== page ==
When the Light Bulb Goes On

by Audrey Cook

Don’t ask me why, but I’ve always been fascinated by conflict. Whether it’s political,
economic, religious, or the polarization of ideas. Beliefs and perspectives have always interested me a great deal. It’s not because I love seeing people in distress or constantly fighting with each other, but rather because I’m interested in finding potential solutions (if they can be found at all) to the problems that leave us all scratching our heads. The roots of international conflict go much deeper than we even realize, and the thought of unearthing those roots intrigues me.

This past October, I had the privilege of traveling to one of the most controversial places in the world: the Middle East. I’ve always wondered how a region with such great commitment to morality, order, and religion, can live in such tension. However, the experience was much different than I could ever have predicted. I spent my 10 days there traveling the beautiful landscape of Israel. From Tel Aviv to Jerusalem to the borders of Syria, Lebanon and Jordan, I got a taste of everything Israeli (not to mention, shawarma, falafels, and a fried fish staring at me as I ate it). 

It’s no secret that the political atmosphere in Israel is somewhat of a peculiar experience. In a way, the tension in Israel is very high.  But there is also an unspoken understanding that people are inherently different and that daily life must accommodate those differences. Walk down one street and then turn the corner, and suddenly the country looks a little bit different than it did before. The culture seems like a different planet.

Instead of the vast shopping malls in Dallas, I found myself shoved against countless Israeli men and women, bustling through the morning marketplace, sights and smells assaulting my senses from every corner. Men were shouting to try their fresh baked challah bread, cinnamon tea, or fresh produce. Women were feeling the different scarves and tapestries. The atmosphere thrilled me.

One of the vendors even told me I looked like J-LO and that he would be happy to cook and clean for me. The comment made me laugh, and I found myself falling in love with the live-in-the-moment sort of culture that thrives in Israel. There is a glimmer in the eye of the nation, and I really didn’t want to leave it. This is what I love most about traveling: finding the heartbeat of a nation, the heartbeat of people living their lives, fully engaged and aware of the moment they are in.

At the malls and shopping centers in Dallas, there are countless teenagers and adults with their eyes down on their screens, so unaware of the hustle and bustle around them. In this marketplace, not only were people not on their phones, but they were actually talking to each other, haggling and discussing and trading. That’s beautiful to me.

Strangers were connecting with each other. Foreigners are given the chance to do the same. I can’t tell you how many times I caught myself smiling that day, or how hard I laughed with people that didn’t even speak very good English. It was pure magic, and I’ll never forget it. It proved to me that even in the heart of conflict, people live life. People still smile even in their pain. It was inspiring, to say the least.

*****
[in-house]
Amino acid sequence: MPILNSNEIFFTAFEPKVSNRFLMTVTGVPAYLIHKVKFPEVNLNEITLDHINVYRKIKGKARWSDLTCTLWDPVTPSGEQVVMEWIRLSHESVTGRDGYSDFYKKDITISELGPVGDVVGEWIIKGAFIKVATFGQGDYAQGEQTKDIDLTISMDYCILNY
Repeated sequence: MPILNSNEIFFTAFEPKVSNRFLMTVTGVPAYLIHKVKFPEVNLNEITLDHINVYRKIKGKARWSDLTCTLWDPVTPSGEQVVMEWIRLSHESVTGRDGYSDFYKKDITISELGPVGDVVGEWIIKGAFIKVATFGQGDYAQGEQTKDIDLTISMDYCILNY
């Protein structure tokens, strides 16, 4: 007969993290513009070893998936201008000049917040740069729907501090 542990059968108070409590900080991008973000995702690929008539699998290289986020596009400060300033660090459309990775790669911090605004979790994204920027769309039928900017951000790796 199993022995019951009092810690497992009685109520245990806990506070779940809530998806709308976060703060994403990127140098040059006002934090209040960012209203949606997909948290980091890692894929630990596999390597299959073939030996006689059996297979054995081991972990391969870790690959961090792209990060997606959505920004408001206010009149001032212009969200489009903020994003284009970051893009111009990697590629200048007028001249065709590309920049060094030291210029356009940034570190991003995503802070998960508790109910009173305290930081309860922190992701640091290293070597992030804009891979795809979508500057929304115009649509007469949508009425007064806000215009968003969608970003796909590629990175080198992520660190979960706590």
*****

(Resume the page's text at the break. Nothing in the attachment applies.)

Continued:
Perhaps the greatest reward of this trip was the realization that the best education is
often intangible. While this trip was not through UT Dallas, I’m so grateful to have had professors willing to work with the difficulty of missing classes so that I could pursue my wildest travel dreams. It was an experience of a lifetime, and I came home more aware of the outside world than ever before.

Hard to imagine, but there is so much life that exists outside of America, and to be honest, it was refreshing to discover it. This trip was a major step for me. I became more aware of why I’m going to college, what I want to do after college and how this trip can impact my life right now. Words can’t express how refreshing it was to get through a whole two weeks without being asked “what do you want to do after college?” And the irony was that I was finally doing “it”- that thing that I wanted to do “when I grow up”.

This is the very idea I wish I could shout from the mountaintops. Sometimes, you won’t know what you want to do “when you grow up” until you’re doing it. Then suddenly it hits you, and the light bulb finally goes on in your head. For me, I know I want to travel. I know I want to meet people of different religions, cultures and occupations. I know I want to help create a society that values different cultures. Why do I want to do this for the rest of my life? Because nothing can top it. Nothing else could ever come close.

I don’t know exactly how this’ll happen yet, but I’m content in just choosing to learn about what interests me in the meantime. That’s the wonder of college. It gives you that opportunity. That’s the thrill of being 19 or 20 and completely unattached. You can afford the risks. You can go on crazy trips that might not be convenient, but nonetheless will change your life. You can experiment and stay up way too late and spend hours on end alone in your room just thinking about the world and what you can do to change it. The trick is getting out of your bedroom and taking a few risks. Go for that thing that sparks a fire inside you. If you do, I promise that you’ll find the very passions you never knew you were missing.


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